Durham to release police findings in Huerta death this week

jwise@newsobserver.comJanuary 6, 2014 


Evelin Huerta, the older sister of Jesus Huerta, holds a photograph of her brother during a candlelight vigil at the CCB plaza on Thursday December 19, 2013 in Durham, N.C. Huerta died of a self-inflicted gunshot wound while in police custody on November 19, 2013 in Durham, N.C.

ROBERT WILLETT — rwillett@newsobserver.com Buy Photo

  • Police under fire

    Jesus Huerta’s mysterious death in the back seat of a police cruiser is only the latest incident in a series of controversies that have developed around the Durham Police Department over the past 13 months:

    •  In December 2012, police arrested Carlos A. Riley Jr. for shooting a plainclothes officer during a traffic stop. Riley's supporters claim the officer accidentally shot himself, and that the stop was an unwarranted case of racial profiling. Riley's case has yet to come to court.

    •  In February 2013, Assistant Police Chief Winslow Forbes complained to city authorities that he had been passed over for promotion because he had objected to racist attitudes and actions by Police Chief Jose Lopez. After a city-hired consultant found his charges “not substantiated” in June Forbes filed a civil-rights complaint with the federal Equal Employment Opportunity Commission. The complaint has not been resolved.

    • In July, an officer fatally shot Jose Adan Cruz Ocampo, 33. Initial police accounts conflicted with a death certificate which said Ocampo was killed while fleeing; and the Civil Litigation Clinic at N.C. Central University hired a private investigator after eyewitnesses said Ocampo was handing a knife to officers, hilt-first, when he was shot. Ocampo was a suspect in a non-fatal stabbing. Results of an SBI investigation have been reported to District Attorney Leon Stanback, but he has not released them to the public.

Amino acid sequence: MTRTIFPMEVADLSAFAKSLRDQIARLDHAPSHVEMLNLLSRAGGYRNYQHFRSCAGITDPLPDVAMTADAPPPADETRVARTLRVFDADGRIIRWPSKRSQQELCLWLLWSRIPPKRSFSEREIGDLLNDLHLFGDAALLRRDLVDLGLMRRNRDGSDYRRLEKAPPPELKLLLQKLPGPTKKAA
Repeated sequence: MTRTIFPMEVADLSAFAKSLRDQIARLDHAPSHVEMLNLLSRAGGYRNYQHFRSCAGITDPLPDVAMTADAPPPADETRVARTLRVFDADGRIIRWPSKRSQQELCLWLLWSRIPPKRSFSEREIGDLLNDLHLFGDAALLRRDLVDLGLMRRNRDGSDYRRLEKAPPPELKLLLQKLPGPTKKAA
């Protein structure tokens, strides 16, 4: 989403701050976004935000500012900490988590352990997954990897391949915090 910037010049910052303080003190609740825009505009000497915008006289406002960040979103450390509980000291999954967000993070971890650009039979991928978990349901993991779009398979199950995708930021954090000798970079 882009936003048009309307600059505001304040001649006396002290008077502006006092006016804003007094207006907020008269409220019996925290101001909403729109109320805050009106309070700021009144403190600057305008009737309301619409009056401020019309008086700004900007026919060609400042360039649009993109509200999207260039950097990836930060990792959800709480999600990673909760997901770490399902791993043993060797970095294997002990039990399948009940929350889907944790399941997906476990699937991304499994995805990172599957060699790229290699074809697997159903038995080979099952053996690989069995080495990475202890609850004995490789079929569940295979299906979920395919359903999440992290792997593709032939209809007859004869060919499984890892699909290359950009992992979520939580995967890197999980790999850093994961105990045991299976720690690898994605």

•  In August, Lopez was accused of saying that a bystander wounded in a drive-by shooting deserved it because the bystander was a public defender. The bystander was not, in fact, a public defender, and Lopez later said he did not remember making the remark although “someone may have” and apologized.

    •  In September, an officer fatally shot Derek Deandre Walker, 26, who was pointing a gun at officers during an hour-long standoff at CCB Plaza. Results of an SBI investigation have been reported to Stanback, but he has not released them to the public.

    •  In September, complaints of profiling and other racist behavior by Durham police prompted Mayor Bill Bell to direct the city's Human Relations Commission to investigate. The commission began work in October, and its investigation is still ongoing.

    •  In December, police used tear gas to break up a memorial gathering for Huerta at CCB Plaza. The police claimed that officers acted only after some members of the crowd threw rocks and firecrackers at them, but some witnesses and participants said no objects were thrown and the gathering was peacefully disbanding when police acted.

    • A Taser-use case, filed by Bryan DeBaun against Officer Daniel J. Kuszaj and the city of Durham, has buoyed civil rights advocates and others fighting for more limits on the device. The North Carolina Supreme Court issued an order on Dec. 18 that remands the DeBaun case to the N.C. Court of Appeals for reconsideration as to whether the Durham Police Department’s excessive-force policy violates the state constitution.